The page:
Department of Mathematics and Statistics

Colloquia

Colloquia for the Department of Mathematics and Statistics are normally held in 4010 University Hall on Fridays at 4:00pm. Any departures from this are indicated below.

Light refreshments are served after the colloquia in 2040 University Hall.

Driving directions, parking information, and maps are available on the university website.

2014-2015 Colloquia

What follows is a list of speakers, talk titles and abstracts for the current academic year. Abstracts for the talks are also posted in the hallways around the departmental offices.

Next Colloquium

May 1, 2015

Manoj B Karki (University of Toledo)

Invariant metrics on four-dimensional Lie groups

Abstract: An invariant metric on a Lie group is a Riemannian metric that is invariant under either left or right translations. The curvature properties of an invariant metric are simpler than an arbitrary metric although still very complicated. In order to simplify the metric as much as possible we use automorphisms of the associated Lie algebra. Some formulas for curvature are given and then we list the Ricci tensor in reduced form for each of the four dimensional Lie algebras, decomposable as well as indecomposable. We will apply the results to find all the Lie-Einstein metrics in dimension four and also explain the significance of the term "Einstein".

Spring Semester

May 1, 2015

Manoj B Karki (University of Toledo)

Invariant metrics on four-dimensional Lie groups

Abstract: An invariant metric on a Lie group is a Riemannian metric that is invariant under either left or right translations. The curvature properties of an invariant metric are simpler than an arbitrary metric although still very complicated. In order to simplify the metric as much as possible we use automorphisms of the associated Lie algebra. Some formulas for curvature are given and then we list the Ricci tensor in reduced form for each of the four dimensional Lie algebras, decomposable as well as indecomposable. We will apply the results to find all the Lie-Einstein metrics in dimension four and also explain the significance of the term "Einstein".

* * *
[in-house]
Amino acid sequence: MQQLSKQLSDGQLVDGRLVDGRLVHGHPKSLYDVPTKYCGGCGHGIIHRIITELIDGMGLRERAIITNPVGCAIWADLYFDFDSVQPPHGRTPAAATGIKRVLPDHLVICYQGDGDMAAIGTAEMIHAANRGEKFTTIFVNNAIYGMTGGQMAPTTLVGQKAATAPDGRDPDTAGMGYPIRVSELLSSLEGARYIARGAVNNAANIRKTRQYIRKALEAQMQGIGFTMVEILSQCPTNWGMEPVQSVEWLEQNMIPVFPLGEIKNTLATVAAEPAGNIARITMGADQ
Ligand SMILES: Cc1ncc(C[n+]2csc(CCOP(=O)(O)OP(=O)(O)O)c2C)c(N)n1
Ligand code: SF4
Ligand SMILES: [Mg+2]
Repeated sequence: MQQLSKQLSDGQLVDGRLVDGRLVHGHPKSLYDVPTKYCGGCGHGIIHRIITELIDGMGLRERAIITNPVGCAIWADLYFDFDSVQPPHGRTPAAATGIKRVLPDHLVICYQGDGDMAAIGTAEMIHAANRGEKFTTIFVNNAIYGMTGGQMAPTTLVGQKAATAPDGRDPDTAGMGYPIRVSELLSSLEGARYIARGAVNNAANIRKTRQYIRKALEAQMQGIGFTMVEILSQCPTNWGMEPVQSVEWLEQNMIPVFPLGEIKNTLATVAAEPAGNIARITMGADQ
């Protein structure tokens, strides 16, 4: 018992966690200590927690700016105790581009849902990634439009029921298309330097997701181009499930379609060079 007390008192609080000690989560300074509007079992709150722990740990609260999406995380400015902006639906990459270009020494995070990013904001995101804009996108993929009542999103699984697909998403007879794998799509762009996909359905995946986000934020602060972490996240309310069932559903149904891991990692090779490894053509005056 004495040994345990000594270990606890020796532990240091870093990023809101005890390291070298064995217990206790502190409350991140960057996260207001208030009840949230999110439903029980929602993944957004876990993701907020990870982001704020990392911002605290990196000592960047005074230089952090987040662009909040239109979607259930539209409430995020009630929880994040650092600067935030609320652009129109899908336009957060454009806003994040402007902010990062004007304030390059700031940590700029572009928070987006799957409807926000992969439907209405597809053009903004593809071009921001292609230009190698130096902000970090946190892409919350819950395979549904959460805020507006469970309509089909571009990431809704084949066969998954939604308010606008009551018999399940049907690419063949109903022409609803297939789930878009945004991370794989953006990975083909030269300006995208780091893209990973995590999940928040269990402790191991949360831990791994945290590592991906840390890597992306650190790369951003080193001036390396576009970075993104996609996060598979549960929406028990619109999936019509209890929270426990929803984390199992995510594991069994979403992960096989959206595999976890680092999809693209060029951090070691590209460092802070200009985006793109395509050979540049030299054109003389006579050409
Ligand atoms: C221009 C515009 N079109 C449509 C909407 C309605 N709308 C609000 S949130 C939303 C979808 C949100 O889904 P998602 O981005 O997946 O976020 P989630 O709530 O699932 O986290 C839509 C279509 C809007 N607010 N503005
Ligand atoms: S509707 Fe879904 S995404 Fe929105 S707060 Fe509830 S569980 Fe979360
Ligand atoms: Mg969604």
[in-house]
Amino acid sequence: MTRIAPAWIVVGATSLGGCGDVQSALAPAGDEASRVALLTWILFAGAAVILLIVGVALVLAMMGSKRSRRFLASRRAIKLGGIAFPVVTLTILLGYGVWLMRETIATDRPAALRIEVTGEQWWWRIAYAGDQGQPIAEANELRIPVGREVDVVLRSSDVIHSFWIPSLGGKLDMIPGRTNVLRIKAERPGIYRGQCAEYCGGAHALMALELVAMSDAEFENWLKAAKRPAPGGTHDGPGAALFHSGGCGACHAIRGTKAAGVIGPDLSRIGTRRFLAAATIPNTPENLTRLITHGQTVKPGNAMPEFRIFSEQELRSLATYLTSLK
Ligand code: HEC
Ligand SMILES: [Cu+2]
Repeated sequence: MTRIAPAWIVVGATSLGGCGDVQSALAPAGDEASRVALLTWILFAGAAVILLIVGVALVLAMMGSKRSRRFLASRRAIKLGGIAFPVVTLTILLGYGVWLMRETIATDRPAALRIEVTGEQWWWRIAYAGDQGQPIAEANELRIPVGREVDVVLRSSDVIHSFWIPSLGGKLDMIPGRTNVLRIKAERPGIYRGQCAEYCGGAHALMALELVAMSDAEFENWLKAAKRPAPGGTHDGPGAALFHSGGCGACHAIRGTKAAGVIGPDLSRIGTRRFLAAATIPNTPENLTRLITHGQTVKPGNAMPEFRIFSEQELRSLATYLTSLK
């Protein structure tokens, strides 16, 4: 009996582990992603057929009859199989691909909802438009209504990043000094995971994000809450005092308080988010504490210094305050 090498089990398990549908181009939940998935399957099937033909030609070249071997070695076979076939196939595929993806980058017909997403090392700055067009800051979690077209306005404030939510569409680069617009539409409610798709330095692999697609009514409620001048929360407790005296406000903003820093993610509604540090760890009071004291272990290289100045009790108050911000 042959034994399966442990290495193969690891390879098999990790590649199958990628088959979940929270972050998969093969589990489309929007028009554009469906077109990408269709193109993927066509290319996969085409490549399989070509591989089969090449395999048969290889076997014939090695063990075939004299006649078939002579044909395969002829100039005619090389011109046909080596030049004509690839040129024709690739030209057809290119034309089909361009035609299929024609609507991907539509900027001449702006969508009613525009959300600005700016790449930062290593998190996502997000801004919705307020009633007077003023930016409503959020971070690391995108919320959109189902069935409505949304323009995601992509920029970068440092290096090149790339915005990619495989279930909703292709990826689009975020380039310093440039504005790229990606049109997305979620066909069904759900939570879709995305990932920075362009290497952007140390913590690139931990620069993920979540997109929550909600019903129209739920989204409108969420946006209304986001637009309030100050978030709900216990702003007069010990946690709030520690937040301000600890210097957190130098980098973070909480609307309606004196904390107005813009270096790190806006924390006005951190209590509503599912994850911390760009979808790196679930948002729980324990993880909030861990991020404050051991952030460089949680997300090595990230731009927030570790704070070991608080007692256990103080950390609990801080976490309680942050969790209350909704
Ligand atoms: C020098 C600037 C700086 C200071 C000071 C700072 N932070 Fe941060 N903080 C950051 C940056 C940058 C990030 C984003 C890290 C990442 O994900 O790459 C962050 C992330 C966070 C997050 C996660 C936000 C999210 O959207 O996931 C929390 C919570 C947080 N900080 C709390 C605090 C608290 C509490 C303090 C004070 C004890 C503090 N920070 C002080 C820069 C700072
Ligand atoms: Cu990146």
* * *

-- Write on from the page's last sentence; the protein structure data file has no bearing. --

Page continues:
April 24, 2015

Yunus E. Zeytuncu (University of Michigan-Dearborn)

What is a Math Circle?

Abstract: This talk is an introduction on how to start a math circle. I will share my recent experience in initiating the Maize and Blue Math Circle at University of Michigan-Dearborn. I will also demonstrate a sample math circle activity where attendees will be expected to pretend like middle school students.

April 17, 2015

Anthony Bloch (University of Michigan)

Geometry of Integrable Systems

Abstract: In this talk I will discuss the geometry of integrable systems of Toda type and compare to integrable systems of rigid body. I will discuss in particular the finite Toda lattice and its relationship to gradient flows and the geometry of convex polytopes as well as the generalized Flaschka map.

April 10, 2015 (Shoemaker Lecture III)

Stephen Bell (Purdue University)

Complexity in complex analysis and Khavinson-Shapiro conjectures

Abstract: How much computational effort does it take to find classical objects of complex analysis like the Poisson kernel? I will explain my quest to get my hands on these objects that involves new ways of looking at the Riemann Mapping Theorem. Solving the Dirichlet problem can be as easy as the method of partial fractions from freshman calculus!

April 9, 2015 (Shoemaker Lecture II, Thursday, 4:00-5:00pm in UH 4410)

Stephen Bell (Purdue University)

Bergman coordinates, quadrature domains, and Riemann Mapping Theorems

The unit disc in the plane is called a quadrature domain because the average of an analytic function over the disc with respect to area measure yields the value of the function at the origin. That is and is not as special as it sounds.

April 8, 2015 (Shoemaker Lecture I, Wednesday, 4:00-5:00pm in UH 4410)